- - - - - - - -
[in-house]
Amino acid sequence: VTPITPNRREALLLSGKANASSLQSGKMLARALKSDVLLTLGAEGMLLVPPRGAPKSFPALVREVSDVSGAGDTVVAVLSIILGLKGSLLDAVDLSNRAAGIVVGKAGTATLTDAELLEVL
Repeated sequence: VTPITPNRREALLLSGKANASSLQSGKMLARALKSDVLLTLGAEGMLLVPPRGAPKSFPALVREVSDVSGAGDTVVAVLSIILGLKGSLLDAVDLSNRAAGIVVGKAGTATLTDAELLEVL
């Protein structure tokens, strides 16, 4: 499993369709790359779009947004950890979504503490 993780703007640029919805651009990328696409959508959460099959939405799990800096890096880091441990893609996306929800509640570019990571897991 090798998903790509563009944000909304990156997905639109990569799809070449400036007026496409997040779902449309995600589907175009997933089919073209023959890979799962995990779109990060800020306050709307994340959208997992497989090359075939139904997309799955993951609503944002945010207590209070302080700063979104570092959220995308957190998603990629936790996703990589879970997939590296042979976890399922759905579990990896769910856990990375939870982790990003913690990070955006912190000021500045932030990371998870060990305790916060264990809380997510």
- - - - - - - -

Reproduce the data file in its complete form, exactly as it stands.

[in-house]
Amino acid sequence: VTPITPNRREALLLSGKANASSLQSGKMLARALKSDVLLTLGAEGMLLVPPRGAPKSFPALVREVSDVSGAGDTVVAVLSIILGLKGSLLDAVDLSNRAAGIVVGKAGTATLTDAELLEVL
Repeated sequence: VTPITPNRREALLLSGKANASSLQSGKMLARALKSDVLLTLGAEGMLLVPPRGAPKSFPALVREVSDVSGAGDTVVAVLSIILGLKGSLLDAVDLSNRAAGIVVGKAGTATLTDAELLEVL
């Protein structure tokens, strides 16, 4: 499993369709790359779009947004950890979504503490 993780703007640029919805651009990328696409959508959460099959939405799990800096890096880091441990893609996306929800509640570019990571897991 090798998903790509563009944000909304990156997905639109990569799809070449400036007026496409997040779902449309995600589907175009997933089919073209023959890979799962995990779109990060800020306050709307994340959208997992497989090359075939139904997309799955993951609503944002945010207590209070302080700063979104570092959220995308957190998603990629936790996703990589879970997939590296042979976890399922759905579990990896769910856990990375939870982790990003913690990070955006912190000021500045932030990371998870060990305790916060264990809380997510």